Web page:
Profile: Jim Marshall Fellow Wesaam Al-Badry (‘20)

March 23, 2020

Photo: Clara Mokri (’21)

Wesaam Al-Badry paid an unusual price for his first camera: a bag of marbles and a button-up shirt. As a nine-year-old in a Saudi refugee camp, Al-Badry was bartering with another boy for a clunky Pentax K1000. It came without film.

“I ran around the camp, pointing it at everything,” he says with a chuckle. “That’s how I learned framing and composition.”

Al-Badry, a second-year master’s student in multimedia at the Journalism School, is this year’s recipient of the Jim Marshall Fellowship for photojournalism. The $10,000 fellowship is named after famed celebrity photographer Jim Marshall, who through the 1960s and ‘70s gave the world iconic photographs of musical trailblazers such as Jimi Hendrix, Johnny Cash, and The Beatles. The fund was created in 2015 after an exhibit of Marshall’s work at the School’s Reva and David Logan Gallery of Documentary Photography.

“The fellowship is such an important moment of recognition for me as a photographer,” Al-Badry says. “For every time I’ve been told ‘no,’ this ‘yes’ means something.”

He was only seven when his family fled Iraq in 1991 during the First Gulf War. When they entered the Saudi refugee camp, Al-Badry recalls feeling isolated and exposed. His mother gave her five children the same birthdate, January 1st, to avoid any potential slip-ups. Al-Badry’s six-day-old sister, Shams, was named by an immigration officer filling out forms.

“Being stateless, homeless, you have no rights,” he says. “When I got my camera, people didn’t mind it, because they knew I was just a kid trying to save himself.”

When Al-Badry’s family moved to Nebraska in 1995, he left his camera behind. Living in a low-income project next to a plastic factory in Lincoln, Al-Badry recalls struggling to adjust to a new language and community. In high school, he tried to enroll in a photography course. But the teacher wouldn’t let him, because his parents couldn’t afford equipment insurance.

“I never stopped thinking I was a photographer,” he says. “But that moment kept me out for the next 15 years.”

Throughout his twenties, Al-Badry worked a slew of blue-collar jobs: packing meat, operating forklifts, removing asbestos, laying concrete, building train axles.

“That’s where I get my work ethic,” Al-Badry says. “I channel the poor working-class mindset into everything.”

In his late twenties, while still working in a factory, Al-Badry found his first creative foothold in over a decade: a photography night class at a community college. The work he produced in this course, including a photo essay about his mother, earned him admission to the San Francisco Art Institute. In 2018, he received a BFA in photography.

Al-Badry believes that his upbringing draws him to dispossessed, overlooked communities. Whether he’s photographing in Appalachia or Richmond, Calif., Al-Badry makes a point to begin every interview without his camera: introducing himself, establishing common ground, and observing where people feel most comfortable. Once he does pick up his camera, he works to capture his subjects’ dignity in their natural environments, “facilitating” their self-expression, rather than telling them how to pose.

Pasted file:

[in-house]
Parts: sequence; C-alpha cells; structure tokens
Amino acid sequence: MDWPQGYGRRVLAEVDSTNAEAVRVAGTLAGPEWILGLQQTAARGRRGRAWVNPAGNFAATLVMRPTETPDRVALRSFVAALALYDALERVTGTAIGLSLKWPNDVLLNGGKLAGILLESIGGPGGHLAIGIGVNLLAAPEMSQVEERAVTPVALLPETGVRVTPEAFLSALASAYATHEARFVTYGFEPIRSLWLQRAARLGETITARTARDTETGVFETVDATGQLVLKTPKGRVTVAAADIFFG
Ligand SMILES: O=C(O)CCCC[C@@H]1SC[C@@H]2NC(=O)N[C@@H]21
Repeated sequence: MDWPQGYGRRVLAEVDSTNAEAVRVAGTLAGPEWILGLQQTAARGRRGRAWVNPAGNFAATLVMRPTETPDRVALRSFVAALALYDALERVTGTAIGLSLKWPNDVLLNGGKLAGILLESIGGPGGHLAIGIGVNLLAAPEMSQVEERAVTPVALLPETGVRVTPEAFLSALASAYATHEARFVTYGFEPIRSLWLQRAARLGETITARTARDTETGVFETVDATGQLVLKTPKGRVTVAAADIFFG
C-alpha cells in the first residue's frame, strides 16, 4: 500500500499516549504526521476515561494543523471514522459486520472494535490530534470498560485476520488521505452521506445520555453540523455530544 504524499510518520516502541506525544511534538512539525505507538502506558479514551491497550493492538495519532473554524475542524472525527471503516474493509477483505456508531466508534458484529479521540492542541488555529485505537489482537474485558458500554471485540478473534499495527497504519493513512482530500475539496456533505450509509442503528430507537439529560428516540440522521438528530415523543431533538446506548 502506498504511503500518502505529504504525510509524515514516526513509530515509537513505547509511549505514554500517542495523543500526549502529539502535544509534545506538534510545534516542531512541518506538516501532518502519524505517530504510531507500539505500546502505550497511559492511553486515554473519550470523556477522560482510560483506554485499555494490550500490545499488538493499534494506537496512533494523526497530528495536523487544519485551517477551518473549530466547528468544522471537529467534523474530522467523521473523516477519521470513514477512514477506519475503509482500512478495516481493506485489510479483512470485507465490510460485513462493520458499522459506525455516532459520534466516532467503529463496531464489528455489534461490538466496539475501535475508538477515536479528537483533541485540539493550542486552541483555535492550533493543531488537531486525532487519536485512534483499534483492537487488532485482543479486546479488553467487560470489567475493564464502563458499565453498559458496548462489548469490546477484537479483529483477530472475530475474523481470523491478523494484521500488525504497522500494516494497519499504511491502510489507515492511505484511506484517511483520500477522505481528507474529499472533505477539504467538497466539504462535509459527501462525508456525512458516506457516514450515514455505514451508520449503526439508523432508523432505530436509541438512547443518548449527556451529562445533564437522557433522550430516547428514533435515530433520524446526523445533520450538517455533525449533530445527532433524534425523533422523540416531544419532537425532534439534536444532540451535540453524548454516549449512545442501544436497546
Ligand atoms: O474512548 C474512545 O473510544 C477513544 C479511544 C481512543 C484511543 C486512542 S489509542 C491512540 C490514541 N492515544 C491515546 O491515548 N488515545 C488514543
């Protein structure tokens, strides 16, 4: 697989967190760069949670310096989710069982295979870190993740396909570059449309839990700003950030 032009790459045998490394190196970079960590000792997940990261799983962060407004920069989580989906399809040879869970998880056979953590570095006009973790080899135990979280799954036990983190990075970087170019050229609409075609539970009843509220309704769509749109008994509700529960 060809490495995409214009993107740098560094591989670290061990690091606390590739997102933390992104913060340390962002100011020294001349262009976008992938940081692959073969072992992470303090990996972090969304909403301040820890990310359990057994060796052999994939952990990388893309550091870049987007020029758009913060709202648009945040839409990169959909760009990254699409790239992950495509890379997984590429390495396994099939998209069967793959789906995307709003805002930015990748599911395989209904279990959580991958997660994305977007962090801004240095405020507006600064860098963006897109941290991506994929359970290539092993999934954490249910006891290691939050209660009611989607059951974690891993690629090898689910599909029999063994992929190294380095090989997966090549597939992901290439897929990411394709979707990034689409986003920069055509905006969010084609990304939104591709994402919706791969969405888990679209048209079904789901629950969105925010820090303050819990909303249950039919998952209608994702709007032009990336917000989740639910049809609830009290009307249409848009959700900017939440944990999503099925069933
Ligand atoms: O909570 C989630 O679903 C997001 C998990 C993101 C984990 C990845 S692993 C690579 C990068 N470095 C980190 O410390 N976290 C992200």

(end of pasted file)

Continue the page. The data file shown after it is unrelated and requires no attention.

“I like shooting from below, to show people who are larger than life,” he says.

Al-Badry’s work has appeared in The New York Times, CNN, Al Jazeera America, Forbes, Vogue, and other outlets. He has photographed the families of Bay Area gun violence victims, Flint, Mich., water crisis victims, and communities recovering from fires in Paradise, Calif. In 2019, his photographs of a Native American family in North Dakota earned him UC Berkeley’s Dorothea Lange Fellowship. In his studio in Oakland, he also paints and creates multimedia art. Last year, Al-Badry’s Al-Kouture series was featured in the de Young Museum’s Contemporary Muslim Fashions exhibit. Now, he’s developing his thesis project, which follows everyday life in Appalachian communities.

“Wesaam’s creative juices are undeniably always flowing and have provided him with a constant flow of ideas and stories that he is compelled to report on, in photography, video and multimedia,” said Ken Light, UC Berkeley Journalism’s professor of photography. “This made him the perfect candidate for the Jim Marshall fellowship. Jim was always in motion, working on stories and never letting anything or anyone get in his way, a perfect match.”

Al-Badry knows firsthand that the camera-wielder risks imposing narratives. Cringing, he recalls watching vans full of journalists arrive at his refugee camp, “asking to photograph the baby with the runny nose, or with the visible physical scar.” He hopes that his work will combat voyeuristic photography and illuminate lived experiences.

“This has been my driving force from day one,” he says. “I don’t photograph subjects. I photograph people.”

By Brett Simpson (‘21)

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